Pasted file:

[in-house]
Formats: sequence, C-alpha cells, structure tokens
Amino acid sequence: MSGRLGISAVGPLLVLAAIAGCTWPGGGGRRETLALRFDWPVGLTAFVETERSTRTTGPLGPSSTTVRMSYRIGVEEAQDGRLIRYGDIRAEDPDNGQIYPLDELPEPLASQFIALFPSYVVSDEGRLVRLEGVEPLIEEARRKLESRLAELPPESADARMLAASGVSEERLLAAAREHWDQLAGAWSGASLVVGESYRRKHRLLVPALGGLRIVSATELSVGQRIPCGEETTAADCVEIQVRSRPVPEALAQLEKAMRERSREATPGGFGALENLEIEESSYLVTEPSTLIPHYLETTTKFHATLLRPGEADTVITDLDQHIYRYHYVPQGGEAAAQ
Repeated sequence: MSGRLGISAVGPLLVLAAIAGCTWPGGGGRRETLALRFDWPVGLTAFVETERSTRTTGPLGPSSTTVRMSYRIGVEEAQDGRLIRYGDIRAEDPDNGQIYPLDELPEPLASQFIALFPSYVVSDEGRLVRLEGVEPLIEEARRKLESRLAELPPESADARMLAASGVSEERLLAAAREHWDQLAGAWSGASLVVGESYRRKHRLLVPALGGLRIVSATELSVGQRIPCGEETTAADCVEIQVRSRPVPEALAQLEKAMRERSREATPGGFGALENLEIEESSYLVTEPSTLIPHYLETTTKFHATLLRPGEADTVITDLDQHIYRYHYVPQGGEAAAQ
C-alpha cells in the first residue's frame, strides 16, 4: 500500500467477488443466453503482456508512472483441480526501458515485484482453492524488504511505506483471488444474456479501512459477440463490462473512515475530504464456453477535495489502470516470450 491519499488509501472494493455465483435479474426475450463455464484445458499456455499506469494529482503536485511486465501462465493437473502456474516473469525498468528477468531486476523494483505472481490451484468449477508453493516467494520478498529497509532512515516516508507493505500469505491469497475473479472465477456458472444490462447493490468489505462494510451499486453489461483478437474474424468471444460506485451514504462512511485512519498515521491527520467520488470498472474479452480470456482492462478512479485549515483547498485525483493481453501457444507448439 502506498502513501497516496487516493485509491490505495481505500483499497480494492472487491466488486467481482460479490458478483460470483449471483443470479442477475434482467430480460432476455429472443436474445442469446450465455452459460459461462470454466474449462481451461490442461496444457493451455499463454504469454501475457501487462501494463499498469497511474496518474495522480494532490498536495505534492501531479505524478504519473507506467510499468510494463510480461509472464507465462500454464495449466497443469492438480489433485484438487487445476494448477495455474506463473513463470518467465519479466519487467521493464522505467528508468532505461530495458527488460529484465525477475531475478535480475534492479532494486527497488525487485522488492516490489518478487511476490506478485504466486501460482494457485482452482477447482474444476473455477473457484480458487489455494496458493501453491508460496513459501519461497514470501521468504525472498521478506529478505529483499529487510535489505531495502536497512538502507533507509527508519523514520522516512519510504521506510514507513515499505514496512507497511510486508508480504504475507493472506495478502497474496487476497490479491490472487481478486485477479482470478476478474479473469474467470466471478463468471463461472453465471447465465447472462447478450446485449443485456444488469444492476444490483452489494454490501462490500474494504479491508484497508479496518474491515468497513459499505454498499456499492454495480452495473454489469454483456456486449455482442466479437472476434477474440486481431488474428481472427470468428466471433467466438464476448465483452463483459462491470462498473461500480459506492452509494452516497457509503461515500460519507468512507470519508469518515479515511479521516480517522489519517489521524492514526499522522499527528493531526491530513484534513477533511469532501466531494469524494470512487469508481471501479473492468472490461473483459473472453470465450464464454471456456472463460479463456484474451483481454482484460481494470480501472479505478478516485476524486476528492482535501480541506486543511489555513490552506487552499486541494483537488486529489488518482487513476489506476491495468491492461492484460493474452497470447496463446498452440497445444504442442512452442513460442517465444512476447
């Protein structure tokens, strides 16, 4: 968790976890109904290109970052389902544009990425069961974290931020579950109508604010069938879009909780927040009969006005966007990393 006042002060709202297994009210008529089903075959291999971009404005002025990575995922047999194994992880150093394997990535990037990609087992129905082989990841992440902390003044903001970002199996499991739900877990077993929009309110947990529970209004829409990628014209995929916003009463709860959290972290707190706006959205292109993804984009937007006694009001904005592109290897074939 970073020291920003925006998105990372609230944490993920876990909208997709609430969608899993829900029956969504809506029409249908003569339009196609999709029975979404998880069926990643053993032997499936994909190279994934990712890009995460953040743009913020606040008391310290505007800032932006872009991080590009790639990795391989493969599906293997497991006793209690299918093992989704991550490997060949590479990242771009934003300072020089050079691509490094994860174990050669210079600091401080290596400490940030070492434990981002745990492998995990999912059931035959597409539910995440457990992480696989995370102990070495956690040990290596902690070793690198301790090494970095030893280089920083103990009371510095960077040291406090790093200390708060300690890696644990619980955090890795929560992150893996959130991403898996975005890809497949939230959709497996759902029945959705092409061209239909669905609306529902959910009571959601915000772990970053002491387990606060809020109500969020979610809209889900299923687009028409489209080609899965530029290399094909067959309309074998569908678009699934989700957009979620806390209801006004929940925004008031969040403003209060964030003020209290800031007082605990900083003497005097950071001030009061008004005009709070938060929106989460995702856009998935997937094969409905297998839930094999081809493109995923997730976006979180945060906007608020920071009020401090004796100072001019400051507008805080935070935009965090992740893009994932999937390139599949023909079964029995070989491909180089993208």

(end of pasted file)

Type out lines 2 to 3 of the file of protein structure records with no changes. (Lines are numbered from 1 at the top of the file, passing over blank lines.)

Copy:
Formats: sequence, C-alpha cells, structure tokens
Amino acid sequence: MSGRLGISAVGPLLVLAAIAGCTWPGGGGRRETLALRFDWPVGLTAFVETERSTRTTGPLGPSSTTVRMSYRIGVEEAQDGRLIRYGDIRAEDPDNGQIYPLDELPEPLASQFIALFPSYVVSDEGRLVRLEGVEPLIEEARRKLESRLAELPPESADARMLAASGVSEERLLAAAREHWDQLAGAWSGASLVVGESYRRKHRLLVPALGGLRIVSATELSVGQRIPCGEETTAADCVEIQVRSRPVPEALAQLEKAMRERSREATPGGFGALENLEIEESSYLVTEPSTLIPHYLETTTKFHATLLRPGEADTVITDLDQHIYRYHYVPQGGEAAAQ